There’s graffiti on the ceiling of the Davis household which lists things that the members of the Davis household does. The list, as it seems like, is the only way the LA-based Davis brothers can communicate. The older brother, Daniel (Marcus Scribner), notices a new addition to the list – “we don’t forget birthdays”. He sees this after losing his temper towards his younger neuro atypical brother Eli (Lonnie Chavis). To compensate for, duh, forgetting Eli’s birthday, Daniel does things like giving Eli his favourite pair of shoes. These are just a few of the things that Daniel does to bring a sense of normalcy to their home.
However, doing so is becoming more difficult as Daniel juggles college admissions and working as a dishwasher. Both are also behind on rent because of their father’s (Method Mad) disappearance. This is the premise for Simon Steuri’s How I Learned To Fly, a film that, at first, teeters towards poverty exploitation. As the film progresses, it thankfully pulls back towards a healthy mix of artsy magic realism and straight up American neo-realism. Some of the shots here do the job, like several ones where Daniel and Eli sleep in the car that their father leaves them.
Even in some serviceable cinematography in How I Learned To Fly, one can feel textures that remind us of its’ protagonists situation, For example, we can feel the dust caking on that car’s windshield. That’s just one of the few details in this film that, for the most part, is a balancing act. There’s also another way that this film tries to pull from total exploitation. And that’s through its supporting characters, like Louis (Cedric the Entertainer), who does what he can for the brothers. Another supporting character here is Yaya (Michele Selene Ang), a young Asian woman who opens up her parents’ laundromat to the brothers.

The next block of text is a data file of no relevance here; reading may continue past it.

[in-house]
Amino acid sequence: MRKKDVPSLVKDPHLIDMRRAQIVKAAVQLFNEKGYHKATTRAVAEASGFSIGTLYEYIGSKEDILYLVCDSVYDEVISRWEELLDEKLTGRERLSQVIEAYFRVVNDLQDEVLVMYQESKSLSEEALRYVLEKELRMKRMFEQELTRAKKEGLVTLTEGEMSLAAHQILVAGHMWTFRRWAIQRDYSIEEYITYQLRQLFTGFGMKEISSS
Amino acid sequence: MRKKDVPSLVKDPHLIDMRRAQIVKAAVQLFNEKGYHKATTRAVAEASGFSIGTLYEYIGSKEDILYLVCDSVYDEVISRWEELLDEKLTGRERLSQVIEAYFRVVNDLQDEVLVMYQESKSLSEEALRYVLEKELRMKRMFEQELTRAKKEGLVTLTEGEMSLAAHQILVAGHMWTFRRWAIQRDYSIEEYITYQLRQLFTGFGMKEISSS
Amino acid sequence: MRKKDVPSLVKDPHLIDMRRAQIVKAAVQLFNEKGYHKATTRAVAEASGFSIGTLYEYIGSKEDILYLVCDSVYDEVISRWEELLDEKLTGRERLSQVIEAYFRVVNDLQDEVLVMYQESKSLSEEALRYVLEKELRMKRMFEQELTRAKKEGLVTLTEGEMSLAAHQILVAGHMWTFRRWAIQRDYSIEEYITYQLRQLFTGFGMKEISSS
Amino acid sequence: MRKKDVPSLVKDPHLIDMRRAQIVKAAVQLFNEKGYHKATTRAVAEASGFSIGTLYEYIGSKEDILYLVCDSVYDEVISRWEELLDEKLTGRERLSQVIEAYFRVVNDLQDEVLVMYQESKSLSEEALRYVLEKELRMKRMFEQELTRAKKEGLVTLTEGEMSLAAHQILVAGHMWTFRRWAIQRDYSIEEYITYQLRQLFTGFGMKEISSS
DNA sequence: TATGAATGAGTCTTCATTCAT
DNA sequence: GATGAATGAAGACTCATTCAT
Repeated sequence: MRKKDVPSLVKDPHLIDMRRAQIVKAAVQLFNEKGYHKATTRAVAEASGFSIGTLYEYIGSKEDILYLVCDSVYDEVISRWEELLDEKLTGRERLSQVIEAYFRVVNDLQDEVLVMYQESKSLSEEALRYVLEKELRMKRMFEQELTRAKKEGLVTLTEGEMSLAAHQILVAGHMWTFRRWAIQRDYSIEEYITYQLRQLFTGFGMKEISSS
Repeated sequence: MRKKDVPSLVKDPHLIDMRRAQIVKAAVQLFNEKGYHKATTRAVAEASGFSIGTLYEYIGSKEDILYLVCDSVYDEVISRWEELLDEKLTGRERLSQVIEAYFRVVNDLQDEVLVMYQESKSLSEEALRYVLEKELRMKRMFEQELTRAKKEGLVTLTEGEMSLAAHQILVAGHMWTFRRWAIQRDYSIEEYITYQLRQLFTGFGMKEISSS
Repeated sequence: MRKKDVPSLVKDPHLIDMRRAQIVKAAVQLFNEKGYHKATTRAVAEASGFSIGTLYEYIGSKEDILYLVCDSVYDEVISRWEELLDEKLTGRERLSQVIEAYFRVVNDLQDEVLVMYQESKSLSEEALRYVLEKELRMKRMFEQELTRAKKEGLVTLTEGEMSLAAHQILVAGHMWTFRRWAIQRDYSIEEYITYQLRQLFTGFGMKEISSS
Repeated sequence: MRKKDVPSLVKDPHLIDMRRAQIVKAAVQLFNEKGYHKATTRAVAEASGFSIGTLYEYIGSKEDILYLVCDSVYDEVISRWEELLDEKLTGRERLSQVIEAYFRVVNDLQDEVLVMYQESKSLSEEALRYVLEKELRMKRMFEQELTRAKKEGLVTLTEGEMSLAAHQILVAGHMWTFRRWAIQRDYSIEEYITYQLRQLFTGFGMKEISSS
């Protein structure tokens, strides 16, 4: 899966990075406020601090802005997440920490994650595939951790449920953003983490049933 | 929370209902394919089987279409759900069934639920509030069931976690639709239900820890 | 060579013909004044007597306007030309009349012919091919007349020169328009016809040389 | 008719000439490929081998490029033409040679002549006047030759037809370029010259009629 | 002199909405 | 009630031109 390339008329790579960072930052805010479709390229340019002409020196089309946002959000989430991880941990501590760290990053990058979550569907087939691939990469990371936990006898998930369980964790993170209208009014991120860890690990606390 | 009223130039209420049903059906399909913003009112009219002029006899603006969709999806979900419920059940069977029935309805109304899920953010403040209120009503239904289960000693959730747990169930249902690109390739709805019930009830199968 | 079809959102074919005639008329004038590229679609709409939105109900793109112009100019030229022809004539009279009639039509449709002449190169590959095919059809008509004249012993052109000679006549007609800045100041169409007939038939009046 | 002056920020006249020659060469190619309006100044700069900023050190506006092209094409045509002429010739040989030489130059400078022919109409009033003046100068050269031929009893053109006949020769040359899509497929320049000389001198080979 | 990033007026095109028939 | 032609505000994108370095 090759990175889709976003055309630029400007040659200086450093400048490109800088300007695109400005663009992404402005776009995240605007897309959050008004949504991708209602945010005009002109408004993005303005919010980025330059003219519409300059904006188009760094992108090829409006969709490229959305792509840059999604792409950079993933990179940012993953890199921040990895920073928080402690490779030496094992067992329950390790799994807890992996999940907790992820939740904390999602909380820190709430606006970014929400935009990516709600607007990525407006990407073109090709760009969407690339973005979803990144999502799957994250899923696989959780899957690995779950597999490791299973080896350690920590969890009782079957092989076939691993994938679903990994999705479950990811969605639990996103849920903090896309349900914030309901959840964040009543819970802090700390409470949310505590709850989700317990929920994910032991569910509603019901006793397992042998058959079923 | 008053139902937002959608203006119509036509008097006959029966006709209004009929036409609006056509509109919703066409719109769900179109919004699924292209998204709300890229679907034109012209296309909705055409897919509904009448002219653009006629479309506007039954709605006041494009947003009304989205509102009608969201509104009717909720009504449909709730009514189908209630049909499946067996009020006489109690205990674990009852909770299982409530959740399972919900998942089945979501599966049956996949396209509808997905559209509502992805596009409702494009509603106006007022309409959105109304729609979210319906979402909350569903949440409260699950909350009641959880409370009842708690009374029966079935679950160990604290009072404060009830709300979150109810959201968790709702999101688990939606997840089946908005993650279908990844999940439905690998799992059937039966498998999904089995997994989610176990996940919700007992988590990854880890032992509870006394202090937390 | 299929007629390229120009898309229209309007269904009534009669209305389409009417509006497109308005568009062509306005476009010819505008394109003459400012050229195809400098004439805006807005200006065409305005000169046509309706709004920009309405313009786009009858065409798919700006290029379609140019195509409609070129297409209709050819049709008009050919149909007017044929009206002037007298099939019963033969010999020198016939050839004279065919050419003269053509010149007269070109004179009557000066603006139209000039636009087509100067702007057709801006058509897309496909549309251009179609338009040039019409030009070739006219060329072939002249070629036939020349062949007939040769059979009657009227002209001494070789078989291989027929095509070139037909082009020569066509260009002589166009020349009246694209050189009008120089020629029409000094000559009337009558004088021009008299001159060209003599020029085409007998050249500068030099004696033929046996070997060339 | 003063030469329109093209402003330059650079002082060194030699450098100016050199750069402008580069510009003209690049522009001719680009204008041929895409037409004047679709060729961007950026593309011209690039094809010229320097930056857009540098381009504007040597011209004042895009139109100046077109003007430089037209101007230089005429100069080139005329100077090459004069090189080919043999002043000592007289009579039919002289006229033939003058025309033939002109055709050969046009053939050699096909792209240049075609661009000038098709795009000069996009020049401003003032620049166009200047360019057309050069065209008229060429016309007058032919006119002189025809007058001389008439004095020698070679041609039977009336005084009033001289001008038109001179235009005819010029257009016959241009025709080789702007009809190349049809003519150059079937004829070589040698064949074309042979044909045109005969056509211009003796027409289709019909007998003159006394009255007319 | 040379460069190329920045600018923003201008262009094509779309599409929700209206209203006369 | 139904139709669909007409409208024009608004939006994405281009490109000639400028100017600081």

Any version of Yaya’s fast talking character may ruin this movie, but again, it’s all about pulling back. There are other artistic choices in How I Learned To Fly, like that scene where Daniel loses and regains his job. When his male boss fires him, the blocking and the sound design is far away. Meanwhile, when the female boss checks up on him, the camera is closer. The film has fangs but it also gives the brothers as many deus-ex-machinae as it can. Any other loss may make make this film overwhelmingly sadistic. In times when the economy is bad it’s good to watch something with hope.
Watch How I Learned To Fly in select theatres and, soon, in Film Movement Plus.